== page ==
"The first fossils recognized as Neandertals were found in August 1856. Two quarrymen were shoveling debris from a limestone cave near Dusseldorf, Germany.... The quarrymen were digging in a cave in the Neander Valley. (In the nineteenth century, the German word for valley was thal, but the spelling was changed to tal at the beginning of the twentieth century, since German does not have a th sound.) The valley was named after a seventeenth-century composer and poet named Joachim Neumann (Newman in English), who signed his compositions with the Greek version of his name, Neander. Thus the irony of Neandertal man's literal translation: 'man of the valley of the new man.' The timing of the discovery could not have been better. Three years later Charles Darwin [1809-1882], in his book On the Origin of Species by Means of Natural Selection, broached the unthinkable [stress added]." Steve Olson, 2002, Mapping Human History: Discovering the Past Through Our Genes (Boston: Houghton Mifflin Company), pages 76-77.

When what is commonly called Origin was published in 1859, it was an immediate (and controversial) success. In attempting to understand Darwin, and the impact of his ideas through time, the following information should be of interest: every edition of Origin published in Charles R. Darwin's lifetime is different! He re-wrote every-single-one and all are different! The reason it is important to point out the various editions of Origin is demonstrated by the following chart, based on information in the excellent 1959 publication of Morse Peckham [Editor] entitledThe Origin Of Species By Charles Darwin: A Variorum Text). The concept of change is definitely vital to an understanding of Darwin, whether you are reading Darwin himself or reading about him and I include the following tabular information on Darwin's Origin in virtually everything I present or write:




9 eliminated
483 rewritten
30 added
7 %
33 eliminated
617 rewritten
266 added
14 %
36 eliminated
1073 rewritten
435 added
21 %
178 eliminated
1770 rewritten
227 added
29 %
63 eliminated
1699 rewritten
571 added
21-29 %

If one is reluctant to read ALL of Darwin's Origin as indicated, there is a delightful book by Maurice Sagoff (1970) which is called to your attention: Shrinklits: Seventy of the World's Towering Classics Cut Down To Size (New York: Workman Publishing) wherein the following appears on page 99:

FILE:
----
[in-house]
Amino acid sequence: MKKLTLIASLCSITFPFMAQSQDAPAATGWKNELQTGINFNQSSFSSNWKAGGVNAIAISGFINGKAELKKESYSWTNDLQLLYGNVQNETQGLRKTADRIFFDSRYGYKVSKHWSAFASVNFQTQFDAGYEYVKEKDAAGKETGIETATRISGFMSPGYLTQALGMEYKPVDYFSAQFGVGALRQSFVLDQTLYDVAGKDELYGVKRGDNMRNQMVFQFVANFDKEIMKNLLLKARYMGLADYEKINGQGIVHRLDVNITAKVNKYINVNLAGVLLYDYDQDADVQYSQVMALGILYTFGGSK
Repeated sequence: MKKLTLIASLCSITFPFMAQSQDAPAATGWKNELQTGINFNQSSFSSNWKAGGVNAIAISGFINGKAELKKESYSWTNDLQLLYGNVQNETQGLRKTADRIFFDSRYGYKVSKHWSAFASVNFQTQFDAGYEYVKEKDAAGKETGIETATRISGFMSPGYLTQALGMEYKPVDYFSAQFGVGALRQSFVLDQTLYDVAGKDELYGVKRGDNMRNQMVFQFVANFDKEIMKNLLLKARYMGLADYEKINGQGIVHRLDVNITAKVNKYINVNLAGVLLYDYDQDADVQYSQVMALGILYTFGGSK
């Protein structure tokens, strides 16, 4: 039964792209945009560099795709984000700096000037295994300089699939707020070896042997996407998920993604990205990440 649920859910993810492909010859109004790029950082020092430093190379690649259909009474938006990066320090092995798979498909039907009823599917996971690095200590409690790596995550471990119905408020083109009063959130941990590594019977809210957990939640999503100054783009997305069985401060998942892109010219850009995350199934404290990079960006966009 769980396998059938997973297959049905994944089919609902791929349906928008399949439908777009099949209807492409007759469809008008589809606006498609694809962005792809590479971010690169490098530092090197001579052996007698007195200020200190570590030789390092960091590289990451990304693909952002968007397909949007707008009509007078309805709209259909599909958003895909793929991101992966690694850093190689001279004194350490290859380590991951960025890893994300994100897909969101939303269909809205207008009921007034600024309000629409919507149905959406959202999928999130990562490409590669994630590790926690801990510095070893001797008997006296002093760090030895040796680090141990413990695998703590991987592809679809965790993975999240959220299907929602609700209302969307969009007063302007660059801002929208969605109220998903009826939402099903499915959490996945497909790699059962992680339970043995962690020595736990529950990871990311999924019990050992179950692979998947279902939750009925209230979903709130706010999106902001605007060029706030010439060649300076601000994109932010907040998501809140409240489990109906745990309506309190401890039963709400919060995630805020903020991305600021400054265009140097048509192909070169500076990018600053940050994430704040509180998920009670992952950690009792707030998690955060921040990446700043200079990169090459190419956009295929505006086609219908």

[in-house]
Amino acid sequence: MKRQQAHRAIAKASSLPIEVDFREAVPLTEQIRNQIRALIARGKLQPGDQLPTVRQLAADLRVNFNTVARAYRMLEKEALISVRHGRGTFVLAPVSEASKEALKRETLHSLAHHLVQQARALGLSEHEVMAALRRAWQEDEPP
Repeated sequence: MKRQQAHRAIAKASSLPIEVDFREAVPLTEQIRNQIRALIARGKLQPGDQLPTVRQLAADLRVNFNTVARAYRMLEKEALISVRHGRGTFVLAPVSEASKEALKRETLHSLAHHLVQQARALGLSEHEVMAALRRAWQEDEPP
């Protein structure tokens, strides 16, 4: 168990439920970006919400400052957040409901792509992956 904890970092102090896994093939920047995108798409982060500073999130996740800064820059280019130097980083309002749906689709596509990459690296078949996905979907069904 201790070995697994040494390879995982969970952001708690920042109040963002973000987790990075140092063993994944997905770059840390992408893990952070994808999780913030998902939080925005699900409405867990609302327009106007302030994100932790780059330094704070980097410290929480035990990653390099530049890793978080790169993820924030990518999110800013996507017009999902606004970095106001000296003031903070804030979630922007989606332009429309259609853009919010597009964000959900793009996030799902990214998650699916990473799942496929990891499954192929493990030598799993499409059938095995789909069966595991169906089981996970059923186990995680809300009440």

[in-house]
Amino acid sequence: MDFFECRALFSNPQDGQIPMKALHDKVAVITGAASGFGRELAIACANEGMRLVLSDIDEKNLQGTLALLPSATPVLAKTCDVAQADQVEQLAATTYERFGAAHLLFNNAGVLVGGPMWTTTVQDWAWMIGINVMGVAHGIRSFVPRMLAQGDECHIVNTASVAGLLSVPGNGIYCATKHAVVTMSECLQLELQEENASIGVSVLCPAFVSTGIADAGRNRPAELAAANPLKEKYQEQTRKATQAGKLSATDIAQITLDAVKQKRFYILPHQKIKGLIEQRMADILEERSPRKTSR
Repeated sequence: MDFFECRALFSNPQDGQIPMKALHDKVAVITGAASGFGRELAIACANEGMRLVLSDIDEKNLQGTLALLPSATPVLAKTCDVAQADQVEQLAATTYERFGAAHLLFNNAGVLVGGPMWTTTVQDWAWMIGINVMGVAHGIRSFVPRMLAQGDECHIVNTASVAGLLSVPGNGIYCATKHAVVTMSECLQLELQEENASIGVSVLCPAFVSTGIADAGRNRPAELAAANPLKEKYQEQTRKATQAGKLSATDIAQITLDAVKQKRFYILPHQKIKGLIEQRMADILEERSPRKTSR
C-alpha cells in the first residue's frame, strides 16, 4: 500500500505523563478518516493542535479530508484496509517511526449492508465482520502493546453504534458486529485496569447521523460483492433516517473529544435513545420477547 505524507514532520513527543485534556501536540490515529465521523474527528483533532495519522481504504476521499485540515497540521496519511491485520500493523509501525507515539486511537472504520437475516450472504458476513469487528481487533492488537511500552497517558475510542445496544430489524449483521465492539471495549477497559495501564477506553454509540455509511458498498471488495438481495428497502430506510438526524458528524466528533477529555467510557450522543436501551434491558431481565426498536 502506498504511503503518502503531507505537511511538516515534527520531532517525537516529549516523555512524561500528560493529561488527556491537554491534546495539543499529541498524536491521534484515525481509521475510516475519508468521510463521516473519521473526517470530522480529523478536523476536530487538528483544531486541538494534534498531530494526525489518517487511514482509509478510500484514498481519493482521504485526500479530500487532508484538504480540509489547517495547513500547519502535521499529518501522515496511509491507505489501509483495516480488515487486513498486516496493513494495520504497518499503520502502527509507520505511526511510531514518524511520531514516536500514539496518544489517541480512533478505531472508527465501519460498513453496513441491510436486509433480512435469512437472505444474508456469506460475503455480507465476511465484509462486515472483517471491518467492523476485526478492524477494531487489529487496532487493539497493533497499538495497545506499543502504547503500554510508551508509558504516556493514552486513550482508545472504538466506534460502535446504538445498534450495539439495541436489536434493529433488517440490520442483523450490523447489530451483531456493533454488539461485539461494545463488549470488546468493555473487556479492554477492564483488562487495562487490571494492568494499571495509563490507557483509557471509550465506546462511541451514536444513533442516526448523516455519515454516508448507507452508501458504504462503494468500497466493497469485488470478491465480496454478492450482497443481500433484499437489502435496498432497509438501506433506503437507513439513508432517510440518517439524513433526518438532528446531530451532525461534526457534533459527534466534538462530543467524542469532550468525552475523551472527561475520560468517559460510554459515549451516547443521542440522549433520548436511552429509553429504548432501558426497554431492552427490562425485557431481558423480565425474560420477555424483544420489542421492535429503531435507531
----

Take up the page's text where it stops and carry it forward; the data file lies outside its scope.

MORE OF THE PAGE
"All creatures strive;
The fit survive.

Out of this surge
Species emerge.

'Throw the bum out!'
Is Nature's shout.

And 'Class will tell'
Sex-wise as well.

The age-old race
To win or place

(At least to show)
Persists, although

The way things look
None Dares make book."

Incidentally, Charles R. Darwin took great care not to write about Homo sapiens in Origin in 1859 and all he had to say about "man" was the following:

"In the distant future I see open fields for far more important researches. Psychology will be based on a new foundation, that of the necessary acquirement of each mental power and capacity by gradation. Light will be thrown on the origin of man and his history. [Chapter XV: "Recapitulation And Conclusion"]

By the 6th edition of Origin in 1872, Darwin had re-written the above passage as the following:

"In the future I see open fields for far more important researches. Psychology will be securely based on the foundation already well laid by Mr. Herbert Spencer [1820-1903], that of the necessary acquirement of each mental power and capacity by gradation. Much light will be thrown on the origin of man and his history. [Chapter XV: "Recapitulation And Conclusion"]

Even with this passing reference to "man" Darwin caused problems (and inspired individuals!).

"Although Darwin's Origin of Species, published in November 1859, had deliberately avoided speculation about humankind, the question of anthropogenesis was inevitably implicated in the emerging evolutionary debate, and during the next decade a number of influential texts were published on the issue of human origins and antiquity, most notably Thomas Henry Huxley's [1825-1895] Man's Place in Nature (1863), Lyell's [1797-1875] The Antiquity of Man (1863), and John Lubbock's [1834-1913] Pre-historic Times (1865), which covered the matter from the viewpoints of comparative anatomy (and paleontology), geology, and archaeology respectively.... [stress added]." Frank Spencer, 1988, Prologue to a Scientific Forgery. In} Bones, Bodies, Behavior [Edited by George W. Stocking, Jr.] (University of Wisconsin Press), pages 84-116, page 88.

Given all of the above, please remember that attention must also be paid to the aforementioned Alfred Russel Wallace and the following is most appropriate to attempt to summarize Wallace: